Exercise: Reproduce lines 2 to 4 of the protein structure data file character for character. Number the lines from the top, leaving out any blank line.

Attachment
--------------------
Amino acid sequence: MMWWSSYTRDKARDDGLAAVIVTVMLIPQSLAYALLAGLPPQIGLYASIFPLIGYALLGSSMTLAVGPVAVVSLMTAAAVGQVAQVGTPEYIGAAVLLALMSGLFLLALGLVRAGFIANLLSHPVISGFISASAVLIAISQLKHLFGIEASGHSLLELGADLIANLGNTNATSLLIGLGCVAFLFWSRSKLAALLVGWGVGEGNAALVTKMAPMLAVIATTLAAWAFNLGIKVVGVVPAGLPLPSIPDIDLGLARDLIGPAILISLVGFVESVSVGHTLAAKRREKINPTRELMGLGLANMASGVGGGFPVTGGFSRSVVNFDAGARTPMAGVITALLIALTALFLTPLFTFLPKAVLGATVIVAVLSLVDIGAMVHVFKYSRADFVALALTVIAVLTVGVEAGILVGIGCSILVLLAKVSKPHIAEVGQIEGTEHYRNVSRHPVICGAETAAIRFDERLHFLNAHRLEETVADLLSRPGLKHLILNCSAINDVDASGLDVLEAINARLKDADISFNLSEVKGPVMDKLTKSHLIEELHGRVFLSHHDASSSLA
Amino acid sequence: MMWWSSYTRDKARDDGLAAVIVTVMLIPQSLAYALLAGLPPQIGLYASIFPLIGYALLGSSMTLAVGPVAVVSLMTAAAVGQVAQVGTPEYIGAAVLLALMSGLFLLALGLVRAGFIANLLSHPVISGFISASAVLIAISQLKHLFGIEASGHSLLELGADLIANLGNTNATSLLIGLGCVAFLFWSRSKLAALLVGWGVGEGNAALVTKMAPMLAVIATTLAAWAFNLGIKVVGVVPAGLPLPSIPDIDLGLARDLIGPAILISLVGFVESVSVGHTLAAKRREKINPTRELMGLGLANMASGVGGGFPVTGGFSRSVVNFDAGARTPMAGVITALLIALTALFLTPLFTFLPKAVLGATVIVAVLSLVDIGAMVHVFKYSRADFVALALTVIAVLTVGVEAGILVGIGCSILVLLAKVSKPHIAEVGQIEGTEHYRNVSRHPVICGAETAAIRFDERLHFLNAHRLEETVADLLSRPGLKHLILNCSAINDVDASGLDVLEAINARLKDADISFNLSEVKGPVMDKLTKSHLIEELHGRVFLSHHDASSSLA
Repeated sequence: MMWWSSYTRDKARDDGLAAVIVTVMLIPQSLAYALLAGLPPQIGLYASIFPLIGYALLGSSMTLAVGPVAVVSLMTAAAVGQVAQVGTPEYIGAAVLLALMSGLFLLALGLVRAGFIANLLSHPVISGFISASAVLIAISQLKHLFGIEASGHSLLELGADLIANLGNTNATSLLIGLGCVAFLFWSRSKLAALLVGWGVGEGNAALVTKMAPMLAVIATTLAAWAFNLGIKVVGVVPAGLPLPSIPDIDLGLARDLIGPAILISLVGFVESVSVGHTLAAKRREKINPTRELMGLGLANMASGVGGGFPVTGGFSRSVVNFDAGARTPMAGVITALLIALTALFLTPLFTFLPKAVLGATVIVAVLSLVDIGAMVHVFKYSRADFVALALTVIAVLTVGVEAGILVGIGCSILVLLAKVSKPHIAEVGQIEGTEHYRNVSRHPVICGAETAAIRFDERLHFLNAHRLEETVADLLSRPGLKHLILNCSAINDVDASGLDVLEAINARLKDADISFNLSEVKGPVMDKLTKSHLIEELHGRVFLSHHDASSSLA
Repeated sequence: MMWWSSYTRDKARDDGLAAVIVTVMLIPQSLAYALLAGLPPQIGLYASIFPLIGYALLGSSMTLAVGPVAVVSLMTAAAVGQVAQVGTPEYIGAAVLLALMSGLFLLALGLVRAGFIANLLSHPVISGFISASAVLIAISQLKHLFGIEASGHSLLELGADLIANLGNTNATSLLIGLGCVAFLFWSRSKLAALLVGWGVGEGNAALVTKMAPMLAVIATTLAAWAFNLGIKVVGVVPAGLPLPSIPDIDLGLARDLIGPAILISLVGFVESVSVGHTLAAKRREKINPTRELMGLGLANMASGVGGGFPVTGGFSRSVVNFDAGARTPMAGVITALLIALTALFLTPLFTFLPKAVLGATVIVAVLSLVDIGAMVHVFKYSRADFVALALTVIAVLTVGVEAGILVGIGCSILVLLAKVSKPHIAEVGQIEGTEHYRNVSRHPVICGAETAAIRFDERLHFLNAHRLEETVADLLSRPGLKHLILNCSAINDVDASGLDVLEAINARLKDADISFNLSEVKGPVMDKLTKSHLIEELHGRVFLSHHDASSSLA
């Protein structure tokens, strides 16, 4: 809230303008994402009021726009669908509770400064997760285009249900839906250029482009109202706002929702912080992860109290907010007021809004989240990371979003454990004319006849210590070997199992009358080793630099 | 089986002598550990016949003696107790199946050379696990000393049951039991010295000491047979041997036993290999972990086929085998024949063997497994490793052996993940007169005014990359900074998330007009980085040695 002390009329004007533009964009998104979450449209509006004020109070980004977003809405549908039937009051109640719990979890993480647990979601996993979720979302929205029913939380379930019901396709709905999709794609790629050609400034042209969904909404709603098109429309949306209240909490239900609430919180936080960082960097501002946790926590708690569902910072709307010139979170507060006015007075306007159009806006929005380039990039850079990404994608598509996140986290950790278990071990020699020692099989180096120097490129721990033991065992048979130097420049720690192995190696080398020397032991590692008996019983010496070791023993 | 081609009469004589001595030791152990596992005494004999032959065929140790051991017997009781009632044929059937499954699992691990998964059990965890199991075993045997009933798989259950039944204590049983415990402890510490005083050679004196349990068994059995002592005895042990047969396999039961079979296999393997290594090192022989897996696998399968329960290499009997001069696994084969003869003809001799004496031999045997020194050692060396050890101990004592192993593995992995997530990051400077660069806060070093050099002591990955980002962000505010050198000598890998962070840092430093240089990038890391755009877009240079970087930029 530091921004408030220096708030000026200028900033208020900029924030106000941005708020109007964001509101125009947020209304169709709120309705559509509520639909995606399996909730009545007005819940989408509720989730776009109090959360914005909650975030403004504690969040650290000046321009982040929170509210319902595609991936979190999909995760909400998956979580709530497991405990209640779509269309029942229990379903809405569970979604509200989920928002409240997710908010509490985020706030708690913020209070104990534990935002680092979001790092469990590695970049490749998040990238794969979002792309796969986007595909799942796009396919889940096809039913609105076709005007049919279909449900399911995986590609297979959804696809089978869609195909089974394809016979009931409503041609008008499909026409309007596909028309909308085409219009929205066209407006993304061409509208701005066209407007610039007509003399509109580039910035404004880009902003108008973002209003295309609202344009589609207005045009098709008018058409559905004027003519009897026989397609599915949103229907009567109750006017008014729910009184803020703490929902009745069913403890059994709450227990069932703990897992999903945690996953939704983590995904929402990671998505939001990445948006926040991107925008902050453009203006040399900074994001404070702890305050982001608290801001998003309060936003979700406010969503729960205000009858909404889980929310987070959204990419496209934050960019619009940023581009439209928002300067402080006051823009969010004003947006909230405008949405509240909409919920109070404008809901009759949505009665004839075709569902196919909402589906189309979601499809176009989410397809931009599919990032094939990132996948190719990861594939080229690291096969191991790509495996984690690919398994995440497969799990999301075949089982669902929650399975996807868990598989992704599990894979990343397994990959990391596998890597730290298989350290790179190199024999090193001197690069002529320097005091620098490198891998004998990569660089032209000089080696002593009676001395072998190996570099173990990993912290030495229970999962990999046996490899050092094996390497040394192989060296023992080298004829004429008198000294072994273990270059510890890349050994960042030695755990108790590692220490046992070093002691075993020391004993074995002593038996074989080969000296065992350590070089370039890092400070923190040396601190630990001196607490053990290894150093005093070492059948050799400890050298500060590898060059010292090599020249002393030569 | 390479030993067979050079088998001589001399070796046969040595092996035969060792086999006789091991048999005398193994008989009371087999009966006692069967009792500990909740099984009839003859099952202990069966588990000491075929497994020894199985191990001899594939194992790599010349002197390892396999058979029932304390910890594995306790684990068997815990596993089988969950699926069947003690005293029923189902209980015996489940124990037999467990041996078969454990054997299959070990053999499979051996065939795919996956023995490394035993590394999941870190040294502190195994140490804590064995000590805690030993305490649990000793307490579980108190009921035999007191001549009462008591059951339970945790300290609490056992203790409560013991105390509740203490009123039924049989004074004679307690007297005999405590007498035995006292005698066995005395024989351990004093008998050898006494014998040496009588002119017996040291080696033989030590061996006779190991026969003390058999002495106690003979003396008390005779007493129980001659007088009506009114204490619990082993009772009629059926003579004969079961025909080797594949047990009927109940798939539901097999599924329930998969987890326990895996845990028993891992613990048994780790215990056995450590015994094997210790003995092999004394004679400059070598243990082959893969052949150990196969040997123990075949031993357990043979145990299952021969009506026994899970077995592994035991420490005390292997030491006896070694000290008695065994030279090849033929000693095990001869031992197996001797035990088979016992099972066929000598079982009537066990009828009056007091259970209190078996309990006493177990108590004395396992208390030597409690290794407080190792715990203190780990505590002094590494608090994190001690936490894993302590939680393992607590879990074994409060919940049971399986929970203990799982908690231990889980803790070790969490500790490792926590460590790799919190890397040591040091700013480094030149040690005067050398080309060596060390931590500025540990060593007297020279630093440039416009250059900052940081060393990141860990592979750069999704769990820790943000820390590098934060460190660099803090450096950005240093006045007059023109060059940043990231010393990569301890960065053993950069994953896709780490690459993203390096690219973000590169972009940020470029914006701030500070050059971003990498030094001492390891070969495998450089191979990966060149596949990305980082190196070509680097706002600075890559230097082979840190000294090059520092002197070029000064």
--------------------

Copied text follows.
Amino acid sequence: MMWWSSYTRDKARDDGLAAVIVTVMLIPQSLAYALLAGLPPQIGLYASIFPLIGYALLGSSMTLAVGPVAVVSLMTAAAVGQVAQVGTPEYIGAAVLLALMSGLFLLALGLVRAGFIANLLSHPVISGFISASAVLIAISQLKHLFGIEASGHSLLELGADLIANLGNTNATSLLIGLGCVAFLFWSRSKLAALLVGWGVGEGNAALVTKMAPMLAVIATTLAAWAFNLGIKVVGVVPAGLPLPSIPDIDLGLARDLIGPAILISLVGFVESVSVGHTLAAKRREKINPTRELMGLGLANMASGVGGGFPVTGGFSRSVVNFDAGARTPMAGVITALLIALTALFLTPLFTFLPKAVLGATVIVAVLSLVDIGAMVHVFKYSRADFVALALTVIAVLTVGVEAGILVGIGCSILVLLAKVSKPHIAEVGQIEGTEHYRNVSRHPVICGAETAAIRFDERLHFLNAHRLEETVADLLSRPGLKHLILNCSAINDVDASGLDVLEAINARLKDADISFNLSEVKGPVMDKLTKSHLIEELHGRVFLSHHDASSSLA
Repeated sequence: MMWWSSYTRDKARDDGLAAVIVTVMLIPQSLAYALLAGLPPQIGLYASIFPLIGYALLGSSMTLAVGPVAVVSLMTAAAVGQVAQVGTPEYIGAAVLLALMSGLFLLALGLVRAGFIANLLSHPVISGFISASAVLIAISQLKHLFGIEASGHSLLELGADLIANLGNTNATSLLIGLGCVAFLFWSRSKLAALLVGWGVGEGNAALVTKMAPMLAVIATTLAAWAFNLGIKVVGVVPAGLPLPSIPDIDLGLARDLIGPAILISLVGFVESVSVGHTLAAKRREKINPTRELMGLGLANMASGVGGGFPVTGGFSRSVVNFDAGARTPMAGVITALLIALTALFLTPLFTFLPKAVLGATVIVAVLSLVDIGAMVHVFKYSRADFVALALTVIAVLTVGVEAGILVGIGCSILVLLAKVSKPHIAEVGQIEGTEHYRNVSRHPVICGAETAAIRFDERLHFLNAHRLEETVADLLSRPGLKHLILNCSAINDVDASGLDVLEAINARLKDADISFNLSEVKGPVMDKLTKSHLIEELHGRVFLSHHDASSSLA
Repeated sequence: MMWWSSYTRDKARDDGLAAVIVTVMLIPQSLAYALLAGLPPQIGLYASIFPLIGYALLGSSMTLAVGPVAVVSLMTAAAVGQVAQVGTPEYIGAAVLLALMSGLFLLALGLVRAGFIANLLSHPVISGFISASAVLIAISQLKHLFGIEASGHSLLELGADLIANLGNTNATSLLIGLGCVAFLFWSRSKLAALLVGWGVGEGNAALVTKMAPMLAVIATTLAAWAFNLGIKVVGVVPAGLPLPSIPDIDLGLARDLIGPAILISLVGFVESVSVGHTLAAKRREKINPTRELMGLGLANMASGVGGGFPVTGGFSRSVVNFDAGARTPMAGVITALLIALTALFLTPLFTFLPKAVLGATVIVAVLSLVDIGAMVHVFKYSRADFVALALTVIAVLTVGVEAGILVGIGCSILVLLAKVSKPHIAEVGQIEGTEHYRNVSRHPVICGAETAAIRFDERLHFLNAHRLEETVADLLSRPGLKHLILNCSAINDVDASGLDVLEAINARLKDADISFNLSEVKGPVMDKLTKSHLIEELHGRVFLSHHDASSSLA